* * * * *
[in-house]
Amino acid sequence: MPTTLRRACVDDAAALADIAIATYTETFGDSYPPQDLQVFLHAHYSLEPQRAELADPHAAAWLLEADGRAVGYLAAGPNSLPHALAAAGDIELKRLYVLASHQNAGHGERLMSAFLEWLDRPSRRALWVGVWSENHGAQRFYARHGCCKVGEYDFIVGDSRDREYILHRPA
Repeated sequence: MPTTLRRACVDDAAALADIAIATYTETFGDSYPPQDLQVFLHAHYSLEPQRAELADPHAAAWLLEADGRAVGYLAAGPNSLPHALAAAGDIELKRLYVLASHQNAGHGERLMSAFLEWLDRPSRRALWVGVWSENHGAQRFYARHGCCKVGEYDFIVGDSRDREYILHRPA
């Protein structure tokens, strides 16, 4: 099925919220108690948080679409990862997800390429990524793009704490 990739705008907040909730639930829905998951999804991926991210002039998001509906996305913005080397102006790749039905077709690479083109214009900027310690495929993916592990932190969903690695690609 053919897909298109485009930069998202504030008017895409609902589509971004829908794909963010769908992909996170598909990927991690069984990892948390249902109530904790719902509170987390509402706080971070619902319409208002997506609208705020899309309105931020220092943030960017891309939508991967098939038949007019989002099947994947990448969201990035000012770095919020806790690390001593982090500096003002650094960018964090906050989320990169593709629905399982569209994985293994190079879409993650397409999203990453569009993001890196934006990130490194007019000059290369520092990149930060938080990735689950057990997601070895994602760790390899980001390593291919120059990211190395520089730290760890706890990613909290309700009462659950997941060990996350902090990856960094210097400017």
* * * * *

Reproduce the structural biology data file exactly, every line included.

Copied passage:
[in-house]
Amino acid sequence: MPTTLRRACVDDAAALADIAIATYTETFGDSYPPQDLQVFLHAHYSLEPQRAELADPHAAAWLLEADGRAVGYLAAGPNSLPHALAAAGDIELKRLYVLASHQNAGHGERLMSAFLEWLDRPSRRALWVGVWSENHGAQRFYARHGCCKVGEYDFIVGDSRDREYILHRPA
Repeated sequence: MPTTLRRACVDDAAALADIAIATYTETFGDSYPPQDLQVFLHAHYSLEPQRAELADPHAAAWLLEADGRAVGYLAAGPNSLPHALAAAGDIELKRLYVLASHQNAGHGERLMSAFLEWLDRPSRRALWVGVWSENHGAQRFYARHGCCKVGEYDFIVGDSRDREYILHRPA
């Protein structure tokens, strides 16, 4: 099925919220108690948080679409990862997800390429990524793009704490 990739705008907040909730639930829905998951999804991926991210002039998001509906996305913005080397102006790749039905077709690479083109214009900027310690495929993916592990932190969903690695690609 053919897909298109485009930069998202504030008017895409609902589509971004829908794909963010769908992909996170598909990927991690069984990892948390249902109530904790719902509170987390509402706080971070619902319409208002997506609208705020899309309105931020220092943030960017891309939508991967098939038949007019989002099947994947990448969201990035000012770095919020806790690390001593982090500096003002650094960018964090906050989320990169593709629905399982569209994985293994190079879409993650397409999203990453569009993001890196934006990130490194007019000059290369520092990149930060938080990735689950057990997601070895994602760790390899980001390593291919120059990211190395520089730290760890706890990613909290309700009462659950997941060990996350902090990856960094210097400017």